Abu Dhabi: Family support is fundamental to the increase in female Emirati entrepreneurs, recent research by Abu Dhabi University (ADU) and Qatar University has found. The study was conducted on more than 200 Emirati businesswomen.

While some of the entrepreneurs came from families of business owners, the majority of businesses — 73 per cent — were started by the women entrepreneurs themselves. Only about two per cent were inherited businesses.

“This implies that female Emirati entrepreneurs establish their businesses with the prime motivation of proving themselves and being self-sufficient,” Dr Fawzia Jabeen, Assistant Professor of Management at ADU, told Gulf News.

The study showed that family support and encouragement positively influences the success of Emirati women entrepreneurs and is a major contributor to their success.

“My father was a businessman and he motivated me to succeed,” Amani Al Omran said. “He believed in my abilities and encouraged me to open my own business, which I did and later my husband was very supportive too.”

Amani now has two successful businesses — a store for branded scarves and a training management consultancy firm. “I couldn’t have done it without my father’s support.”

Aisha Yousuf too, was supported by her family to launch the Photographya Studio.

“My family was always supportive and trusted my knowledge and capabilities to launch a successful business, especially my mother, brother and sisters,” she said. “They’d regularly follow up with me on my project developments and ideas.”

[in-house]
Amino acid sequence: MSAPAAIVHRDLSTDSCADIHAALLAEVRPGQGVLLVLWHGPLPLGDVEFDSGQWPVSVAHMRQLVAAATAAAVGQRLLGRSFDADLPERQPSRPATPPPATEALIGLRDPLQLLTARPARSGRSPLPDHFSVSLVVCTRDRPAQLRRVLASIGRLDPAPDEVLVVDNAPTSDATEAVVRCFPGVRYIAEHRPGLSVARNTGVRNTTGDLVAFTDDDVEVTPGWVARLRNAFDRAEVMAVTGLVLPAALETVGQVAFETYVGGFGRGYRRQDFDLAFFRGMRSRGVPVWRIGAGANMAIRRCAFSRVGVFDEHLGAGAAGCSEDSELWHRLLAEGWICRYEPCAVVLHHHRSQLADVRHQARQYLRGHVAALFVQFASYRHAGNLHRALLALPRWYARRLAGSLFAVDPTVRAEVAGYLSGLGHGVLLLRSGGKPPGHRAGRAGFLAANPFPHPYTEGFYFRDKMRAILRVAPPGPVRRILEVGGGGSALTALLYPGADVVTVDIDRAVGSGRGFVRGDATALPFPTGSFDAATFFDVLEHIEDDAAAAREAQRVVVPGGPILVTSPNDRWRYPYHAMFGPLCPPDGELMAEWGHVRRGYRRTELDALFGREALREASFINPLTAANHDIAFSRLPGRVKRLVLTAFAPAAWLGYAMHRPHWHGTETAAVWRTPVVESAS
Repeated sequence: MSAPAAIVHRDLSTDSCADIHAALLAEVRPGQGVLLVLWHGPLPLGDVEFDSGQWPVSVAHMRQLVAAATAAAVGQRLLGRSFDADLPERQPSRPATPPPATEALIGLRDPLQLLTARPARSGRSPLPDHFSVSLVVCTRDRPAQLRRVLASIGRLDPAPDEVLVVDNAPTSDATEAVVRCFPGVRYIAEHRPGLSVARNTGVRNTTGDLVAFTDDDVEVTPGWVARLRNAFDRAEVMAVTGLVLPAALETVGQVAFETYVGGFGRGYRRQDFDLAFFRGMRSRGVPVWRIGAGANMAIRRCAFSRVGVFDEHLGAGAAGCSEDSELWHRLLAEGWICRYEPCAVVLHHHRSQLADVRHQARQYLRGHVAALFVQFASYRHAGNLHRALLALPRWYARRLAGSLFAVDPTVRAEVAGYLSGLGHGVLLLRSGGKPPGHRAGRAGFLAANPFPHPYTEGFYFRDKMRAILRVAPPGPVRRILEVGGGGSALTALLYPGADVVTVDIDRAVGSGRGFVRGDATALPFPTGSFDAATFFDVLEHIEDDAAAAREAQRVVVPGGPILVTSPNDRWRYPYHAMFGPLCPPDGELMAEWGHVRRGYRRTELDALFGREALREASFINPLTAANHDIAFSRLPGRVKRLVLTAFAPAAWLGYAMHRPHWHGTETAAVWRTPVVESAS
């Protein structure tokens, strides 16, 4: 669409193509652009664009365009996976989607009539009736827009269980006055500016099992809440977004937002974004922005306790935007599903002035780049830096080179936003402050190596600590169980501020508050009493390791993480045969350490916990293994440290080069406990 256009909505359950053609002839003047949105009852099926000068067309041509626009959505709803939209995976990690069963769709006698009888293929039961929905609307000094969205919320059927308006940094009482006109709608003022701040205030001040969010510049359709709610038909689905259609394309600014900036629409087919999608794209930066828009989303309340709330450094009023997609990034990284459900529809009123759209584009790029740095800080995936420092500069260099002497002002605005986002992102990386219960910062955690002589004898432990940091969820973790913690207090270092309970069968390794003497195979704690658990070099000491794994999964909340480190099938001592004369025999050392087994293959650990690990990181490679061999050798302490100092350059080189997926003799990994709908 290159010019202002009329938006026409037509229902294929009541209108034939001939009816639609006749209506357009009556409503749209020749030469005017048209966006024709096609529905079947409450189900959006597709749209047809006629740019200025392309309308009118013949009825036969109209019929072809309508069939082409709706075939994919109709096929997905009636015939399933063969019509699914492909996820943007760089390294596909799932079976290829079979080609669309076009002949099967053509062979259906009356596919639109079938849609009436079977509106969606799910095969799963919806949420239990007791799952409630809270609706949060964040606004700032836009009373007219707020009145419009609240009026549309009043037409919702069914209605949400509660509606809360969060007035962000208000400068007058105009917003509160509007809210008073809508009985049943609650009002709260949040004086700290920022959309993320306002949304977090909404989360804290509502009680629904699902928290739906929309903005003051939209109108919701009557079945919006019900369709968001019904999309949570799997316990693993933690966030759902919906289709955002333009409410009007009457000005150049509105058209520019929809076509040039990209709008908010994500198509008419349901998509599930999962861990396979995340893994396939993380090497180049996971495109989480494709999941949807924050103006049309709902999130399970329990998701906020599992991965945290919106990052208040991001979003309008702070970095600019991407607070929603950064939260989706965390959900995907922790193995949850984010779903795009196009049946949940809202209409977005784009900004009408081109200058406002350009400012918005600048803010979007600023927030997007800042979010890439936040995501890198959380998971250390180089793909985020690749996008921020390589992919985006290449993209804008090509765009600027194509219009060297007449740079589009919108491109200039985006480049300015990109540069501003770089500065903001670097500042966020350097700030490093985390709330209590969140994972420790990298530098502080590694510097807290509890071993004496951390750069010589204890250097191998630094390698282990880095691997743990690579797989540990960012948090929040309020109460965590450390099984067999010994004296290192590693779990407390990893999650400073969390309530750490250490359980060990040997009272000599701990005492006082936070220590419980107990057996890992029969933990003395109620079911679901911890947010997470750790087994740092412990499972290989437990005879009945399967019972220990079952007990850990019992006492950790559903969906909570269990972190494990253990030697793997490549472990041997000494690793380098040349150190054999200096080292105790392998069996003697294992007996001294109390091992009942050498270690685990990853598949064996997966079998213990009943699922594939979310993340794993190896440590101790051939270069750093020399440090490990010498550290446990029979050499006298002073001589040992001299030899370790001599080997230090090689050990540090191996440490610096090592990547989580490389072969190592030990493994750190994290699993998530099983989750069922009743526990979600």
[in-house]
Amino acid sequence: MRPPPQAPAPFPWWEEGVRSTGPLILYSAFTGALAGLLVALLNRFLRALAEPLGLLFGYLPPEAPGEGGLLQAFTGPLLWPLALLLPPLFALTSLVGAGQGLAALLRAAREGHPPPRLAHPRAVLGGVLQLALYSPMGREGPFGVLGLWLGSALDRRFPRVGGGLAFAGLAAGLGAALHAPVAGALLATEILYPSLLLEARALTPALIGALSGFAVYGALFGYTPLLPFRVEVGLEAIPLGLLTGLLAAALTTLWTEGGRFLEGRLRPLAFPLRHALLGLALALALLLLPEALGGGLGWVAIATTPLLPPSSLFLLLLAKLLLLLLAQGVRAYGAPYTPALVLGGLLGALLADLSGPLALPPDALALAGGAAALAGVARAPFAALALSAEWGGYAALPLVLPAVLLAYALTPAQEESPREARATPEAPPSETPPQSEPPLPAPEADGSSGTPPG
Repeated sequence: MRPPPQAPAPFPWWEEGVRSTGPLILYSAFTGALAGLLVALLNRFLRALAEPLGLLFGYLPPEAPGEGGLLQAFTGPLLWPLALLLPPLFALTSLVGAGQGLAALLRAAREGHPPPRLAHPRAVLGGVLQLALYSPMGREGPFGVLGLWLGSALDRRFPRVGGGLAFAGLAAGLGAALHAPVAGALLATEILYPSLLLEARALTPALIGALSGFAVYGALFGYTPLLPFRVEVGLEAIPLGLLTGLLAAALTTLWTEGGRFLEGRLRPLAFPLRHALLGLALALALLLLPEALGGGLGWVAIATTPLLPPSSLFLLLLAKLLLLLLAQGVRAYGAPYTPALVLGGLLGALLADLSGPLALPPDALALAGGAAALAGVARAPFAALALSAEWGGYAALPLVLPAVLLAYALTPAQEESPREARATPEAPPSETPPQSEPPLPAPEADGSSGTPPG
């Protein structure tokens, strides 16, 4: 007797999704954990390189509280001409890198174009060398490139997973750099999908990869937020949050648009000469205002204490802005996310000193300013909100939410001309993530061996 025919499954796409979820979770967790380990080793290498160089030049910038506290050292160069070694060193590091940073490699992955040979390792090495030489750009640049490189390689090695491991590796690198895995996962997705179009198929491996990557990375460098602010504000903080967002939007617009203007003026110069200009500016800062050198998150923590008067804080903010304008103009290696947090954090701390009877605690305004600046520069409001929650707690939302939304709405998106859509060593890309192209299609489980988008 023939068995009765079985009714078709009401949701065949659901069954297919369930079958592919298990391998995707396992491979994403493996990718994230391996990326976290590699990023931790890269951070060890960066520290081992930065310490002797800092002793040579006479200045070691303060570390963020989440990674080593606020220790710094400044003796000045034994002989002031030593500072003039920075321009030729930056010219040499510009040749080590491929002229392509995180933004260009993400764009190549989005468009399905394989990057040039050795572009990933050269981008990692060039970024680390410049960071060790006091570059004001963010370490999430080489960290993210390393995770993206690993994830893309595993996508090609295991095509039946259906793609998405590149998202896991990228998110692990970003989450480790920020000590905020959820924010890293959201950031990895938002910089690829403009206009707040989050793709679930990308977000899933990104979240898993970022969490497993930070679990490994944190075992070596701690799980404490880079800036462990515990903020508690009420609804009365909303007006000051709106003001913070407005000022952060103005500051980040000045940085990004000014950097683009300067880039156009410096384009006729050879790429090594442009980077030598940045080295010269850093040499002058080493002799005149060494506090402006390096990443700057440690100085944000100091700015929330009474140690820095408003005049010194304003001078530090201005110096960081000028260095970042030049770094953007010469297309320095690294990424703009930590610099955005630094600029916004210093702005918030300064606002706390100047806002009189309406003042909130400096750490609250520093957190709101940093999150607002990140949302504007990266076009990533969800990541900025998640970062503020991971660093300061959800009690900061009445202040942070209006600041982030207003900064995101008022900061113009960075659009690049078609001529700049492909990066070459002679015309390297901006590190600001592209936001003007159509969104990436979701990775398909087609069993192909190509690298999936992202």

Renowned jewellery designer, Azza Al Qubaisi is also grateful to her family.

“They trusted me enough to give me the time to establish my business without being demanding and released me from some family restrictions,” she said.

Planting seeds of success

The positive support the Emirati businesswomen extended to support through seed money, which was a major contributing factor to their success.

“The success of Emirati families in the international business arena has created generations of business-savvy people, historically mainly among the male population,” said Dr Fawzia. “This level of talent is a source Emirati women have leveraged well in regards to learning from their male role models in the family.”

In seeking advice or finance for their business ideas, Emirati women also tend to first look within their family before tapping other sources such as banks, she added.

“My father supported me financially, I actually didn’t need to turn to banks for 15 years,” Amani said.

“My family supported me financially. No bank would have accepted to support an art related business,” said Azza.

“My start-up capital was a small amount of money that I had and I didn’t need any financial support,” Aisha added.

Starting a business is demanding as Emirati women have maintained the traditional role of caring for their children. Therefore the support of female family members remains an essential part of an Emirati woman entrepreneur’s success given the demands of both her venture and children.

“After marriage, my husband shared the house responsibilities with me, especially during my pregnancy. Otherwise, it would have been difficult to sustain the business,” said Azza.